But what happens if we, like Miller, understand consumption as practices in which we create and recreate our relationships with the world and ourselves? In the following four cases, we look at how that idea applies to fashion, breakfast products, clothing stores, and architecture, and how buying and surrounding ourselves with these things affects us and our relationships with the world.
Storm in Copenhagen is one of the leading Danish clothing stores. But it is not just clothes that are for sale, but whole lifestyle clothes matched by art, literature, music, the right aesthetic signals and the perfect codes. Storm is, in fact, a life-style business. Owner Rasmus Storm says “Whereas before it was about presenting new designers, now we are very conscious to set fashion in relation to culture. We do that, among other ways, by displaying art, and selling books, music, and interior design together with the clothes. One can say we present a ‘mood board' of the times, and in that way we explain the trends.”
Storm is, in other words, not just a place where you buy props for the stage-managing of your self. It is also a place where you, through fashion, are introduced to new currents in the urban environment. According to Rasmus Storm, this can help break down social boundaries and thereby affect the consumer's own life. He uses fashion shows as an example: “When you are at a fashion show, you rapidly decode the codes with which others have wrapped themselves. In that way, you find out who you want to meet. The clothes are in that way your calling card, and they allow situations where you can meet new people and get new ideas.”
Rasmus Storm believes we have only seen the tip of the iceberg in connection with the spread of lifestyle stores. Prominent stores, such as Corso Como in Milan, and Colette in Paris, have existed for many years, but everything points to the trend continuing. That is because a visit to a lifestyle shop can be just as challenging and entertaining as a visit to a museum or seeing a film. In lifestyle shops, shopping becomes more than just buying. You visit what is almost a lifestyle library that can push you and your life in unexpected directions. The products cannot be borrowed, of course. You still have to buy them.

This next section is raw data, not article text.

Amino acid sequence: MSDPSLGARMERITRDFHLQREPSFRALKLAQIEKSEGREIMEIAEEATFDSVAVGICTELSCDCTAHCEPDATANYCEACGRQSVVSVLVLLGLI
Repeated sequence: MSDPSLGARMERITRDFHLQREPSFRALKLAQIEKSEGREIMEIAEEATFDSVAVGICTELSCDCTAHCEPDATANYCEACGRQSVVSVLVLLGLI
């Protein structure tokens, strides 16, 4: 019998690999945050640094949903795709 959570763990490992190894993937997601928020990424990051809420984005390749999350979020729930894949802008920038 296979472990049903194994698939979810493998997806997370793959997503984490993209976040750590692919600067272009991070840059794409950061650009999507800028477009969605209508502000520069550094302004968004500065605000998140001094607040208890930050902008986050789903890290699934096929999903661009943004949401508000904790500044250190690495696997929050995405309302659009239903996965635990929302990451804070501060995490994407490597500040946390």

Consumption is more than just a way to realize ones “self,” believes Mads Hagstrøm. He leads the FLOWinstitute, a consulting firm that shares space with the Danish Design Center in Copenhagen. Like anthropologist Daniel Miller, Hagstrøm sees the products as a by-product of the reality we experience and live in. He believes designers product developers and companies therefore have a responsibility to think through the consequences of a product's actual use.
Hagstrøm offers an example:
“In 2002, the American breakfast foods company, General Mills, carried out a survey in which they, together with social scientists, tried to uncover the needs of an American family in the morning. As one could expect, they found out that time was a scarcity. So they developed the product GoGurt: yogurt in a tube, that be can eaten on the go, thus reducing the time one used on breakfast.”